If Predator-Prey Economics existed as a field of study, it would address human economic interactions from the perspective of Resource Competition Dynamics. Predator-Prey dynamics have been applied since at least 1967 to model the growth cycle and later, Debt vs Capital, its most intuitive use, considering the former feeds on the latter to survive. This use of the model is even more relevant when interest from Debt accrues at a greater Internal Rate of Return (IRR) than recurring income from Capital. In this case, their “predator-prey” dynamics produce an unstable feedback system. This is precisely the outcome that Graph 1 conveys and that Hyman Minsky’s 1985 Financial Instability Hypothesis foresaw: The leverage to income ratio grows exponentially in a wave of ever larger amplitude. Yet, in a world run by hard-core Keynesians (not Post-Keynesians!), it’s only fitting that neither the chart showcasing every stage of our generation’s super-Minsky cycle nor its dire prognosis for the future, shall surface until our true Minsky Moment arrives.
The cyclical behavior of the exponential IRR functions shown on the chart seems independently produced until we use predator-prey dynamics to probe for interdependence. We find they are tracing an unstable feedback system, better known in economics as Minsky’s Long Cycle Model of Debt vs Capital, where principal + interest (Credit to GDP in blue) traces Predator size, while capital + income (GDP in red) traces Prey size. Coincidentally, just glancing at the chart explains why Greenspan and all subsequent G7 central bankers began their barely-disguised, rate-cutting race after 1985. Yet, lower rates can’t stop the system’s leverage from spiking, when central banks formally (via QE) or not, swap impaired-loans for fresh sovereign debt, after every financial crisis.
In sum, the chart’s extraordinary fit to Minsky’s Long Cycle model suggests that on August 15th, 1971, the world’s Advanced Economies unleashed a destructive feedback system that is now approaching its final stage. Reaching this conclusion, however, requires using a methodology we reserve for the analysis of non-human ecosystems. For when it comes to human economic interactions, rather than nonlinear math, we apply politically-motivated doctrines, posing as science. A reality that leads to a few more observations:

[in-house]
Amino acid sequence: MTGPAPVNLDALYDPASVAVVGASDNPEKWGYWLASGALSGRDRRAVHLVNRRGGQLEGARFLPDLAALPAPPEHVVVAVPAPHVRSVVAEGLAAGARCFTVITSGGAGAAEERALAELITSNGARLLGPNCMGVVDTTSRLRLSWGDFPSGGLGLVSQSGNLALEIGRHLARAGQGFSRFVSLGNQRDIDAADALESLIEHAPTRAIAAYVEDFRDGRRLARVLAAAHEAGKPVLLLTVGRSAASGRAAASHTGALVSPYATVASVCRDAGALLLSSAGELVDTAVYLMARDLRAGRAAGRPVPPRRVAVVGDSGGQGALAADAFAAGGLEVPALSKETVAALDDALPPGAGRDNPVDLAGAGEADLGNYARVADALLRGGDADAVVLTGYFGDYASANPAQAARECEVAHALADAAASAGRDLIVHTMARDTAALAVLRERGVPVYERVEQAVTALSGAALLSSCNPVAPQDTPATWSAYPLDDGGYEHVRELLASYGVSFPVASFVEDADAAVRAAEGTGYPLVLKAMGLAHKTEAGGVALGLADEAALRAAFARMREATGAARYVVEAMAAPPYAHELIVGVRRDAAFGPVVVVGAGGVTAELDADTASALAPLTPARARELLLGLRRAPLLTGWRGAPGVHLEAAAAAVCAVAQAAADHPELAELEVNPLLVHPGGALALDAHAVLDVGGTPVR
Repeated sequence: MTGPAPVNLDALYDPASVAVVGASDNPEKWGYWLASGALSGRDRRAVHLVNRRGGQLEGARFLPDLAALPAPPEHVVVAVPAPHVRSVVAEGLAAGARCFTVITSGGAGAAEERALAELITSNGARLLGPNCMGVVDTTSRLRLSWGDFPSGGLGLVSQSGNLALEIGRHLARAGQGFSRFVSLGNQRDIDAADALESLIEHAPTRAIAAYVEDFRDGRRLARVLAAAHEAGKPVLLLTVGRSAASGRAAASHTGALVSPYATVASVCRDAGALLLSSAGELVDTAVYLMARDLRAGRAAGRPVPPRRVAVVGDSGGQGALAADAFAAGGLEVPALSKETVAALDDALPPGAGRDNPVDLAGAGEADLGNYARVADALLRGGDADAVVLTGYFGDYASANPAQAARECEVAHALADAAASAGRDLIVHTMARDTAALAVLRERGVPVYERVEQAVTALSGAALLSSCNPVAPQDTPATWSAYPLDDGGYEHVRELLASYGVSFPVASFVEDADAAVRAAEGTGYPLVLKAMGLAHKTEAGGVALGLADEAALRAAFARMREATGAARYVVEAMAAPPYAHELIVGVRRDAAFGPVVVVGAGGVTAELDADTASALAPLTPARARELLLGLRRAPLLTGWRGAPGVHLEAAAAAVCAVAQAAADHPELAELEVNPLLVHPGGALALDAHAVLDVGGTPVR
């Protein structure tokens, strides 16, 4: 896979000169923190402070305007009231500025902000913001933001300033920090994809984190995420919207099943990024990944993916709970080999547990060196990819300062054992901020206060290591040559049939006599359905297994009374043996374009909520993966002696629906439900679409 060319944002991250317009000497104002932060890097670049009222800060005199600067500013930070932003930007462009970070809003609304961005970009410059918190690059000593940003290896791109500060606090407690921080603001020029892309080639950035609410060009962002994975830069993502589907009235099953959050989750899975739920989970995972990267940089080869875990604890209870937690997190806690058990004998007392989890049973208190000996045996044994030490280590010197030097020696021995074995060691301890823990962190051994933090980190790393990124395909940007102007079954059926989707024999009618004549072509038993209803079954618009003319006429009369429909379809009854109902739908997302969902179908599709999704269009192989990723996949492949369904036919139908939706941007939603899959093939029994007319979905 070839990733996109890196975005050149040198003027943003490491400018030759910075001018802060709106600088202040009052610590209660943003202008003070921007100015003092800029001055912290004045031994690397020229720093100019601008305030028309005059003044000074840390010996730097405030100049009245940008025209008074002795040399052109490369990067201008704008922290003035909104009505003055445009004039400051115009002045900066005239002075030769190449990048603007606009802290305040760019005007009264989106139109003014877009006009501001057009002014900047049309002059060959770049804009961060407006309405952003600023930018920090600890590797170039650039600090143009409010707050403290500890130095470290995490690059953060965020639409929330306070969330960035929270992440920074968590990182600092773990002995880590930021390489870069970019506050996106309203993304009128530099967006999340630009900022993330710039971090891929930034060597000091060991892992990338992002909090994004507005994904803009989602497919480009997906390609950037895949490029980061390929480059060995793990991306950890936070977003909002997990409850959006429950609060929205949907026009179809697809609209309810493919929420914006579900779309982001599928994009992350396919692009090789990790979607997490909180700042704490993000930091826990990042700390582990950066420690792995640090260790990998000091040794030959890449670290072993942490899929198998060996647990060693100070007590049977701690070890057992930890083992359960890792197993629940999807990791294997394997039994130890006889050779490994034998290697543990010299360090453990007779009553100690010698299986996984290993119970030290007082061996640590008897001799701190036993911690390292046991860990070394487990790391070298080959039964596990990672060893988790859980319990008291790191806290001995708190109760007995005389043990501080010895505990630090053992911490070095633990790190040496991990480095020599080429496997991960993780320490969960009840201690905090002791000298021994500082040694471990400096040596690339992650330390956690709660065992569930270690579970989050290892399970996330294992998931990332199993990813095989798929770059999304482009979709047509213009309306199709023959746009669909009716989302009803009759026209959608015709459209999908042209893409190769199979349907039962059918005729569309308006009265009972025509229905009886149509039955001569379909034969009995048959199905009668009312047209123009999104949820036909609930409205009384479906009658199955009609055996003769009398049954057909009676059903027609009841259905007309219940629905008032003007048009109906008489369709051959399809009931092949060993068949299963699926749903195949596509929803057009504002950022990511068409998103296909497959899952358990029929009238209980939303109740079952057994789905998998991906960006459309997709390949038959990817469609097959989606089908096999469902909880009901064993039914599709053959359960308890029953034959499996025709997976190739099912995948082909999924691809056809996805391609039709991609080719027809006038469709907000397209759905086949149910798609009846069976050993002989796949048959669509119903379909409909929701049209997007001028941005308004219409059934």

What separates science from non-science is the margin for interpretation.
Though Economics introduced many appealing concepts since Adam Smith’s original theories, static assumptions can only randomly describe the nonlinear nature of human interactions. Yet, two decades into the 21st-century, we keep applying grossly inadequate arithmetic recipes to manage our global resources, despite knowing, for instance, that a pair of simple ODEs developed in the 1920s can help us trace and understand the high vs low exponential IRR interdependence that governs financial vs business cycles. Hence, instead of advancing Economics to serve billions of people, we have enabled it to become every snake-charmer's quintessential magic wand (aside from his mandatory 64,000 crayon-case of Misleading Indicators).
Curiously, submitting Economics to scientific rigor could save the lives of millions.
As the real dynamics governing Economics become obvious to everyone, illusionists like those presently devastating Venezuela, Argentina or Brazil* would be rapidly recognized. Even G7 central-bank intentions become instantly transparent: For instance, on the BIS chart above, notice that since the 70s, the US financial and business cycles are tracing a pattern of predator-prey dynamics of unstable focus (a system that keeps moving away from equilibrium after any initial shock), better known today as Minsky’s “Long Cycle.”
* When I wrote the original version in 2015, all three were in the bottom 10%
The good news is human economics follows natural laws common to all living creatures, and we already know how some of them work.
The bad news is Minsky’s “Long Cycle” tracks top-down controlled predator-prey dynamics. Hence, as unlimited bailouts by central banks/governments make unlimited predation possible, the predator-prey ratio escalates exponentially until it collapses at full tilt (The Minsky Moment). While extremely rare in nature, Arditi-Ginzburg’s paper describes the process succinctly: “For very efficient predators, the only possible outcome is the complete extinction of the system: the predators die out after exhausting the prey.” Fortunately, in the case of Debt vs Capital, predator size collapse only means that as excess-debt collapses, excess asset-prices dissolve and a brand-new cycle begins, where prey size (GDP) grows initially unchallenged (bottom-up controlled), as happens in nature.
 There must be a hundred better definitions unless one favors perceptual relevance
 Statistics require detrending, as data providers tend to pick modes (nominal, percent change, indexed, sum, average, etc.) or parameters (price, time, relevant unit) that back their assertions, yet might be statistically irrelevant or mathematically meaningless
 Minsky’s “Long Cycle” is typified in the BIS chart by the US financial cycle’s pattern of greater amplitude waves (characteristic of unstable feedback systems) that forms over decades, as the proportion of Debt to GDP rises exponentially with each oscillation
 “Predator-prey dynamics” equations have been applied in economic theory, since at least 1967, when Richard Goodwin used Kolmogorov’s version. Their application to Minsky’s Long Cycle was first proven by Asada in the late 90s, then Keen and others
Further reading at Predator-Prey Economics -Summary Reloaded!